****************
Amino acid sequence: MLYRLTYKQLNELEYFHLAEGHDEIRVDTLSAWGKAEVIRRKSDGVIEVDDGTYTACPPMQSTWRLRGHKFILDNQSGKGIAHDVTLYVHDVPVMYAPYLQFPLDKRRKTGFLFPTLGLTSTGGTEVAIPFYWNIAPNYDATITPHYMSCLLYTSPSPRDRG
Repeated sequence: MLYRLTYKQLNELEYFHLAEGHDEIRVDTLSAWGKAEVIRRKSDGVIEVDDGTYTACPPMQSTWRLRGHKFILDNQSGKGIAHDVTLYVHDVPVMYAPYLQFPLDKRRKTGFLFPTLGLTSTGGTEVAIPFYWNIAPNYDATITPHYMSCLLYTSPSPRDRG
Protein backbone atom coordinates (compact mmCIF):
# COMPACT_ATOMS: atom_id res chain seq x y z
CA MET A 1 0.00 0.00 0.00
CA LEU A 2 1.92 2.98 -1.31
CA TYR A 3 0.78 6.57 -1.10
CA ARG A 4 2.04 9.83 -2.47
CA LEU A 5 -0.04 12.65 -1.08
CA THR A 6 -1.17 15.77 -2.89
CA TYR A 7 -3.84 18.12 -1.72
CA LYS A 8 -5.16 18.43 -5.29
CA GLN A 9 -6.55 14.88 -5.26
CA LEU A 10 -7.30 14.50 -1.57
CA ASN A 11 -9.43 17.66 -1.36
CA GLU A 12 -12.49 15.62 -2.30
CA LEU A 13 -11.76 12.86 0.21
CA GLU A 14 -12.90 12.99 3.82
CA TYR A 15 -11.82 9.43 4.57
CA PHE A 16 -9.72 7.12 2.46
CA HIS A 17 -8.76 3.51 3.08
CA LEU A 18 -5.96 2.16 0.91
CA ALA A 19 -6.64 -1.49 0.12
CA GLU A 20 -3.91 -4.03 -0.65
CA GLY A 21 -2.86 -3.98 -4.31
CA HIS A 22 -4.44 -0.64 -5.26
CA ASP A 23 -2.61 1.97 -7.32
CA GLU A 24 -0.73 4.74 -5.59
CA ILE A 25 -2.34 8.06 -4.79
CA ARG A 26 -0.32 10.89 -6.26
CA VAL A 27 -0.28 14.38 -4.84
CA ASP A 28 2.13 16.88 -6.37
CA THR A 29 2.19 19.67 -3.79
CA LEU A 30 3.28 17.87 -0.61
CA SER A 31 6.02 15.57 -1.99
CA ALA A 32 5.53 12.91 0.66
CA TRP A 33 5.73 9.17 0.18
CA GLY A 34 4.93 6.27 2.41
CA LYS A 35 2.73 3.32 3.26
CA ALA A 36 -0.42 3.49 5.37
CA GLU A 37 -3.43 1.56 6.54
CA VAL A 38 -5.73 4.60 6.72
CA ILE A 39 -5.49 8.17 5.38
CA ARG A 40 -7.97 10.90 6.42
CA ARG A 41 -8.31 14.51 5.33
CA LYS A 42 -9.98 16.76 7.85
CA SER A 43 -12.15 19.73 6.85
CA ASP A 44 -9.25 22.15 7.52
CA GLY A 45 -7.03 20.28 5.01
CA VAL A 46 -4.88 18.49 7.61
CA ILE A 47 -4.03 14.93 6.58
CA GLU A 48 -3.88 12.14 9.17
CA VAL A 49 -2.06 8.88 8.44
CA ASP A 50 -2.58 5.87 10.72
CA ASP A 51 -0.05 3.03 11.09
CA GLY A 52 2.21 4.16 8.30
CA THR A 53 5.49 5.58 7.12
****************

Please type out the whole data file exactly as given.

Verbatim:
Amino acid sequence: MLYRLTYKQLNELEYFHLAEGHDEIRVDTLSAWGKAEVIRRKSDGVIEVDDGTYTACPPMQSTWRLRGHKFILDNQSGKGIAHDVTLYVHDVPVMYAPYLQFPLDKRRKTGFLFPTLGLTSTGGTEVAIPFYWNIAPNYDATITPHYMSCLLYTSPSPRDRG
Repeated sequence: MLYRLTYKQLNELEYFHLAEGHDEIRVDTLSAWGKAEVIRRKSDGVIEVDDGTYTACPPMQSTWRLRGHKFILDNQSGKGIAHDVTLYVHDVPVMYAPYLQFPLDKRRKTGFLFPTLGLTSTGGTEVAIPFYWNIAPNYDATITPHYMSCLLYTSPSPRDRG
Protein backbone atom coordinates (compact mmCIF):
# COMPACT_ATOMS: atom_id res chain seq x y z
CA MET A 1 0.00 0.00 0.00
CA LEU A 2 1.92 2.98 -1.31
CA TYR A 3 0.78 6.57 -1.10
CA ARG A 4 2.04 9.83 -2.47
CA LEU A 5 -0.04 12.65 -1.08
CA THR A 6 -1.17 15.77 -2.89
CA TYR A 7 -3.84 18.12 -1.72
CA LYS A 8 -5.16 18.43 -5.29
CA GLN A 9 -6.55 14.88 -5.26
CA LEU A 10 -7.30 14.50 -1.57
CA ASN A 11 -9.43 17.66 -1.36
CA GLU A 12 -12.49 15.62 -2.30
CA LEU A 13 -11.76 12.86 0.21
CA GLU A 14 -12.90 12.99 3.82
CA TYR A 15 -11.82 9.43 4.57
CA PHE A 16 -9.72 7.12 2.46
CA HIS A 17 -8.76 3.51 3.08
CA LEU A 18 -5.96 2.16 0.91
CA ALA A 19 -6.64 -1.49 0.12
CA GLU A 20 -3.91 -4.03 -0.65
CA GLY A 21 -2.86 -3.98 -4.31
CA HIS A 22 -4.44 -0.64 -5.26
CA ASP A 23 -2.61 1.97 -7.32
CA GLU A 24 -0.73 4.74 -5.59
CA ILE A 25 -2.34 8.06 -4.79
CA ARG A 26 -0.32 10.89 -6.26
CA VAL A 27 -0.28 14.38 -4.84
CA ASP A 28 2.13 16.88 -6.37
CA THR A 29 2.19 19.67 -3.79
CA LEU A 30 3.28 17.87 -0.61
CA SER A 31 6.02 15.57 -1.99
CA ALA A 32 5.53 12.91 0.66
CA TRP A 33 5.73 9.17 0.18
CA GLY A 34 4.93 6.27 2.41
CA LYS A 35 2.73 3.32 3.26
CA ALA A 36 -0.42 3.49 5.37
CA GLU A 37 -3.43 1.56 6.54
CA VAL A 38 -5.73 4.60 6.72
CA ILE A 39 -5.49 8.17 5.38
CA ARG A 40 -7.97 10.90 6.42
CA ARG A 41 -8.31 14.51 5.33
CA LYS A 42 -9.98 16.76 7.85
CA SER A 43 -12.15 19.73 6.85
CA ASP A 44 -9.25 22.15 7.52
CA GLY A 45 -7.03 20.28 5.01
CA VAL A 46 -4.88 18.49 7.61
CA ILE A 47 -4.03 14.93 6.58
CA GLU A 48 -3.88 12.14 9.17
CA VAL A 49 -2.06 8.88 8.44
CA ASP A 50 -2.58 5.87 10.72
CA ASP A 51 -0.05 3.03 11.09
CA GLY A 52 2.21 4.16 8.30
CA THR A 53 5.49 5.58 7.12